in The European Left Party
Marcel H. Van Herpen

, people whom populists consider to be enemies of “the common man.” Why do we have independent central banks? An example is the European Central Bank, which is a favorite target of Eurosceptic populists from the left and from the right. The bank has exclusive authority over European monetary policy. Neither the European Parliament, nor the European Commission or national governments, have direct influence on its policies. The bank is a collegial body that makes decisions with complete independence. However, this is not acceptable to the Spanish leftist populist

in The end of populism
Towards a union or not?
Kjell M. Torbiörn

espousing it. At stake was much more than the relatively timid political co-operation foreseen in the Treaties; for once the EMU had been introduced, the EMU would require an increasingly common economic policy. In due, but not so distant, course some sort of body akin to a ‘ministry of economics’ could be foreseen, needed to settle priorities among EMU participating countries and render possible in the economic field what the European Central Bank was already doing in the monetary field. As a ‘deepening’ of the EMU kind is sought going far beyond the Internal Market, the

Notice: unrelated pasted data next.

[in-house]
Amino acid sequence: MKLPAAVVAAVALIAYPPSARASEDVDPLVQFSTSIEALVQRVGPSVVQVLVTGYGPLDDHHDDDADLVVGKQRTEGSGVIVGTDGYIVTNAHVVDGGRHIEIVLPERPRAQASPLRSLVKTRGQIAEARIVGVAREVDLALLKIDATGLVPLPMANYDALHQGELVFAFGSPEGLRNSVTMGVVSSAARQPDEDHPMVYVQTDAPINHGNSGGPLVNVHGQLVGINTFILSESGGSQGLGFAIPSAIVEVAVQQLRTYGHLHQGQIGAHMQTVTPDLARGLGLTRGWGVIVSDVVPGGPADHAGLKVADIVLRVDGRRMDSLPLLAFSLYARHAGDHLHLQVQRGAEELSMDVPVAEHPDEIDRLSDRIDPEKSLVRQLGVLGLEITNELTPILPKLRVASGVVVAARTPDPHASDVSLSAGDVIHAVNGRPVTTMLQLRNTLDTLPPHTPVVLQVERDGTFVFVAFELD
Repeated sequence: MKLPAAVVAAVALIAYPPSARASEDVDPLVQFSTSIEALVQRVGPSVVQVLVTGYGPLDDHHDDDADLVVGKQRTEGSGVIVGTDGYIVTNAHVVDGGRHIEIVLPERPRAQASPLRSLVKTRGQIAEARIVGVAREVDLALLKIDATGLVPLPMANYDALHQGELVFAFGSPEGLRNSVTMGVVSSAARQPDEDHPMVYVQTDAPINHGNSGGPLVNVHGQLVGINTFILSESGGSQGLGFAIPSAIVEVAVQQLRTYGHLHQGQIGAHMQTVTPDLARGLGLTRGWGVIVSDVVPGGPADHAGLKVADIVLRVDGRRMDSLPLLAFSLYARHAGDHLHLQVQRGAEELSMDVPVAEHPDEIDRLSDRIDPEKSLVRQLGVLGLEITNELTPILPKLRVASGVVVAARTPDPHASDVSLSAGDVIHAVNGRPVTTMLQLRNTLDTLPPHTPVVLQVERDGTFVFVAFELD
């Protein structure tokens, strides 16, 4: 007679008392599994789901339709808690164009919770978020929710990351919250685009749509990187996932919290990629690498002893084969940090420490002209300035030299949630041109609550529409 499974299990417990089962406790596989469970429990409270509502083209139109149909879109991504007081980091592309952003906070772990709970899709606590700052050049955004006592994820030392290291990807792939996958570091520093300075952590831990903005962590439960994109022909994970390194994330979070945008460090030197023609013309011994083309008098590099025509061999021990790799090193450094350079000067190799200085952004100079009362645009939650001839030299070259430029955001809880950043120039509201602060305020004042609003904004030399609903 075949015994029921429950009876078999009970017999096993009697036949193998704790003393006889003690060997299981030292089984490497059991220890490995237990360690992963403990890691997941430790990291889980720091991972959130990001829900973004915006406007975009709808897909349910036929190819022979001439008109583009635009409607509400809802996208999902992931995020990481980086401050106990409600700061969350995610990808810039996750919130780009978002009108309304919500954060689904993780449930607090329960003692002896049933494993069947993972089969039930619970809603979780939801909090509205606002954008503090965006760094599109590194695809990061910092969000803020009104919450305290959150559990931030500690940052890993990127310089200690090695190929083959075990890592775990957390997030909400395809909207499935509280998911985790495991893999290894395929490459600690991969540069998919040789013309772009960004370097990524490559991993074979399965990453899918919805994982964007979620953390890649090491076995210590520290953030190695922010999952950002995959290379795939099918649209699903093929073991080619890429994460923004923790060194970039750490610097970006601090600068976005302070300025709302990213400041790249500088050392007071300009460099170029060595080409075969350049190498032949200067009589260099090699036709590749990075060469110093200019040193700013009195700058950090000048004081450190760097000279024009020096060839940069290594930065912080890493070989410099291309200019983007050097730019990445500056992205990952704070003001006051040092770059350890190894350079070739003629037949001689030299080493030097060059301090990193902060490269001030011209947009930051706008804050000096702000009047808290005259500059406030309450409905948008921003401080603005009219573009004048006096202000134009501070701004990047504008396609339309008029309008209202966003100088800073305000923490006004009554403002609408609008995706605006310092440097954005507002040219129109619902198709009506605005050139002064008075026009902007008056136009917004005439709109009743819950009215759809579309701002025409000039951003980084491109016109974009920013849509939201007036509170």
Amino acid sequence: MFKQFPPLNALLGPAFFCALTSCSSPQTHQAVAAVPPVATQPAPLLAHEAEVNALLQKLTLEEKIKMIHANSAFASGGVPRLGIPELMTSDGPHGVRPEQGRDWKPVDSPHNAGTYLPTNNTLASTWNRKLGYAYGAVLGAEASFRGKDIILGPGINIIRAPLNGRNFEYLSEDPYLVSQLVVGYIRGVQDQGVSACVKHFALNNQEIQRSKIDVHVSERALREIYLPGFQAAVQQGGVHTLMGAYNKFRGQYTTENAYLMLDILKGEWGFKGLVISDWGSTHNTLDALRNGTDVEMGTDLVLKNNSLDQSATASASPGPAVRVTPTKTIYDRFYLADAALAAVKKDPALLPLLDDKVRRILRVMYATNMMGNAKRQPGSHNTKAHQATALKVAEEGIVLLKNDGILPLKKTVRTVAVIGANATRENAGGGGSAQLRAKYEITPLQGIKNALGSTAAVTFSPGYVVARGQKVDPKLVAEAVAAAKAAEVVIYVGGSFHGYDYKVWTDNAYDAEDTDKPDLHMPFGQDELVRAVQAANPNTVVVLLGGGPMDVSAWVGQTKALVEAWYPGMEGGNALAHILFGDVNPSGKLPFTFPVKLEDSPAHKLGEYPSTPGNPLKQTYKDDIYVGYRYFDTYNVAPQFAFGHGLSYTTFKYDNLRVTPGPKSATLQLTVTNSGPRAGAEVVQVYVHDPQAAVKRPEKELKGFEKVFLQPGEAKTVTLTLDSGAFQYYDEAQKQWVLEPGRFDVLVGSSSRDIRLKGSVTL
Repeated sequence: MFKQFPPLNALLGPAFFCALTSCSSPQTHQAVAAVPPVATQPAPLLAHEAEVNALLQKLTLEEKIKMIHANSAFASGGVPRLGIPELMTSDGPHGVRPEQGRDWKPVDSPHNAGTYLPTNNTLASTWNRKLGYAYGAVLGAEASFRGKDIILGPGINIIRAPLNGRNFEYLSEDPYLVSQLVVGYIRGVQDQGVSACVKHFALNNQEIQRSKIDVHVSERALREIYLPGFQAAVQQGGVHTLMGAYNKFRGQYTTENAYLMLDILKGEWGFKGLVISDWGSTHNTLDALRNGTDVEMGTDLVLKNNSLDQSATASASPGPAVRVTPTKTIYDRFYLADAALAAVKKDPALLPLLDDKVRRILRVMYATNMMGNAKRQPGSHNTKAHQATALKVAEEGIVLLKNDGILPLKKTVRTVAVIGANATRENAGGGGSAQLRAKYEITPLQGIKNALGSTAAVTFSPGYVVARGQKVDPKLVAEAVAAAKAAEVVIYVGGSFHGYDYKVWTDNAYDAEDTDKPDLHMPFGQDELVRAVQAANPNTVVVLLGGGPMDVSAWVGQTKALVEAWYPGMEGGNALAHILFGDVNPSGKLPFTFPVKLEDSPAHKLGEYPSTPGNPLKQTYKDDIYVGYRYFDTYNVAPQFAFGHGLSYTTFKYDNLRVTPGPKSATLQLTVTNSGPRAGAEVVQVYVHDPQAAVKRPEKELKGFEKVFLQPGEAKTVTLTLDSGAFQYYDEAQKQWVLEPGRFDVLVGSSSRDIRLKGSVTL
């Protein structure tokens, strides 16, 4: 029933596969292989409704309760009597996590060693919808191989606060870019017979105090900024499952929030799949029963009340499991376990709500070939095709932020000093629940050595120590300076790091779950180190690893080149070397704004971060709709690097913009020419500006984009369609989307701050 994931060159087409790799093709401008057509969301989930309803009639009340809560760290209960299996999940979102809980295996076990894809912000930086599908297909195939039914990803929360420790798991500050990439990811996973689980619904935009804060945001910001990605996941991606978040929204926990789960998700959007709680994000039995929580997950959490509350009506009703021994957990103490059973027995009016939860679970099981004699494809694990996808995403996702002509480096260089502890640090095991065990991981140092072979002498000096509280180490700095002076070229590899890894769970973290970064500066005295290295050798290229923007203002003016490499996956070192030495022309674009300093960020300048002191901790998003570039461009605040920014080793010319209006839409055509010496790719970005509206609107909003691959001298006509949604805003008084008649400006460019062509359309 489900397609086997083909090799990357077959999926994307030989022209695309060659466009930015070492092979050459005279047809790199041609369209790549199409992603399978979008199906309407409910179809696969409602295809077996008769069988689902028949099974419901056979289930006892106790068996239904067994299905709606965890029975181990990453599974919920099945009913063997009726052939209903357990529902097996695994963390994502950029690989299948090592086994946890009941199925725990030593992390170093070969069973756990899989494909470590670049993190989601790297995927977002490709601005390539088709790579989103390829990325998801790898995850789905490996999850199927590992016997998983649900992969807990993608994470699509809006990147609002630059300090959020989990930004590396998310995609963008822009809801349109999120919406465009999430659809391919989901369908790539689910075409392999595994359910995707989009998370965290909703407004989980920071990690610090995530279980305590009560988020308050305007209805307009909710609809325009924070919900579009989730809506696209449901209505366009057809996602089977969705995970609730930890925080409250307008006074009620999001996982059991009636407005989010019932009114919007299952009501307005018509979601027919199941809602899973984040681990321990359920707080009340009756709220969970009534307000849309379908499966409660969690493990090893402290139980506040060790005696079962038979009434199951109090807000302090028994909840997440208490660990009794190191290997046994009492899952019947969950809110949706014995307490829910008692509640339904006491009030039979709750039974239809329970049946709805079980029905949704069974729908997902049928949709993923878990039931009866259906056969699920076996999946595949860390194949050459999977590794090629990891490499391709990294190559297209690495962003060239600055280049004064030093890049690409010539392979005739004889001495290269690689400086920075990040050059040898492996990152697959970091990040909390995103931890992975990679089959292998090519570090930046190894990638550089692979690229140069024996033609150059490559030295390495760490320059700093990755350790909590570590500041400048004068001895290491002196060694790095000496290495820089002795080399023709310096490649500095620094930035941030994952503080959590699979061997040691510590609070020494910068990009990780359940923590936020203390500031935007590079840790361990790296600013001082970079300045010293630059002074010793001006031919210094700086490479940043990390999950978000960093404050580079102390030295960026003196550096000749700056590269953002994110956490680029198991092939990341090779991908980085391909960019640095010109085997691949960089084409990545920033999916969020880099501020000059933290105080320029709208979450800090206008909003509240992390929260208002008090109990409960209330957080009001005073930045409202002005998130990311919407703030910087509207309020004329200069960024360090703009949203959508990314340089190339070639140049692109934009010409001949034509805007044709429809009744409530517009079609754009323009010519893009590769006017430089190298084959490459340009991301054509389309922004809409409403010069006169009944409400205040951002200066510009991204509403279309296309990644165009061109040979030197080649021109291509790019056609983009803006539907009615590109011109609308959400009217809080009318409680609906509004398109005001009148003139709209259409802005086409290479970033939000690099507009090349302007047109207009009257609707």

in Destination Europe
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Tom Gallagher

imposing a new ‘Fourth Reich’, indicated that many no longer believed that, within a eurozone where key financial decisions were made by the European Central Bank (ECB), their country enjoyed meaningful independence. One group of protesters sat atop a jeep dressed in Nazi uniforms, while another, clutching the Greek flag, lay underneath the wheels of the vehicle. 3 By contrast, when Merkel’s predecessor, Konrad Adenauer, had paid an official visit to Athens in 1954, only a decade after the wartime German occupation, he had been greeted as a friendly head of state

in Europe’s path to crisis
Costas Simitis

12.5% of gross domestic product (GDP) in 1993, to 2.5% by 1999, the year in which assessment to gauge Greece’s suitability for participation in the Eurozone was undertaken. Progress towards meeting the other criteria for nominal convergence (rate of inflation, long-term interest rates, public debt and exchange rates) was equally positive. The European Council’s decision taken at Santa Maria da Feira in June 2000 to include Greece was based on detailed scrutiny of the performance of the Greek economy, by the European Commission, the European Central Bank and the

in The European debt crisis
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Towards a just Europe
João Labareda

national GDPs, and a small EU corporate tax would be launched to fund the programmes of the agency. At the level of rule-making, both the Commission and the Parliament would evaluate the design of the common market and the Eurozone in light of the new distributive goals. A minimum EU corporate rate and an EU Labour Code consistent with the different level of prices of member states would be introduced to avoid tax competition and social dumping. The European Central Bank would incorporate distributive concerns when setting targets for the euro exchange rate. In turn, all

in Towards a just Europe